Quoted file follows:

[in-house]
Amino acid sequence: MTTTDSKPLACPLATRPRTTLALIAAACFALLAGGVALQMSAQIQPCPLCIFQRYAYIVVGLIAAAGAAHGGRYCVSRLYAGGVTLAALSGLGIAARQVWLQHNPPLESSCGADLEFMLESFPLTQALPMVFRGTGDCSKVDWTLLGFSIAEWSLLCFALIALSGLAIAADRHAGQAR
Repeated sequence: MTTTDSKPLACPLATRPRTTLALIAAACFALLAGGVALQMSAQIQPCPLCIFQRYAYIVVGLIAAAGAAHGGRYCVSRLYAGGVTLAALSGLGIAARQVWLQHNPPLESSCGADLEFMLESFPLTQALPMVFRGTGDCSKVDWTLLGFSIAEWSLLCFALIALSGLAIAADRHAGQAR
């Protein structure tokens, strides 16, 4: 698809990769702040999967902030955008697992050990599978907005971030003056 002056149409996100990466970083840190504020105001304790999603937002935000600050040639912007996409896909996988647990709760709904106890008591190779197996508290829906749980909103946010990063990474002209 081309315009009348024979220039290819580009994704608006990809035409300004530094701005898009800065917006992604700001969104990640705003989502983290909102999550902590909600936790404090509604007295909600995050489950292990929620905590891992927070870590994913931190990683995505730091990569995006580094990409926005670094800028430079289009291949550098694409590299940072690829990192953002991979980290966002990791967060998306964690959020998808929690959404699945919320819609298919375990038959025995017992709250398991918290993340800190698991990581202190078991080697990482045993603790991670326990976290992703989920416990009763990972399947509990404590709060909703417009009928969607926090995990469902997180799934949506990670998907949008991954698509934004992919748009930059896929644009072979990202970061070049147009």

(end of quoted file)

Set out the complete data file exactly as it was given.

[in-house]
Amino acid sequence: MTTTDSKPLACPLATRPRTTLALIAAACFALLAGGVALQMSAQIQPCPLCIFQRYAYIVVGLIAAAGAAHGGRYCVSRLYAGGVTLAALSGLGIAARQVWLQHNPPLESSCGADLEFMLESFPLTQALPMVFRGTGDCSKVDWTLLGFSIAEWSLLCFALIALSGLAIAADRHAGQAR
Repeated sequence: MTTTDSKPLACPLATRPRTTLALIAAACFALLAGGVALQMSAQIQPCPLCIFQRYAYIVVGLIAAAGAAHGGRYCVSRLYAGGVTLAALSGLGIAARQVWLQHNPPLESSCGADLEFMLESFPLTQALPMVFRGTGDCSKVDWTLLGFSIAEWSLLCFALIALSGLAIAADRHAGQAR
């Protein structure tokens, strides 16, 4: 698809990769702040999967902030955008697992050990599978907005971030003056 002056149409996100990466970083840190504020105001304790999603937002935000600050040639912007996409896909996988647990709760709904106890008591190779197996508290829906749980909103946010990063990474002209 081309315009009348024979220039290819580009994704608006990809035409300004530094701005898009800065917006992604700001969104990640705003989502983290909102999550902590909600936790404090509604007295909600995050489950292990929620905590891992927070870590994913931190990683995505730091990569995006580094990409926005670094800028430079289009291949550098694409590299940072690829990192953002991979980290966002990791967060998306964690959020998808929690959404699945919320819609298919375990038959025995017992709250398991918290993340800190698991990581202190078991080697990482045993603790991670326990976290992703989920416990009763990972399947509990404590709060909703417009009928969607926090995990469902997180799934949506990670998907949008991954698509934004992919748009930059896929644009072979990202970061070049147009």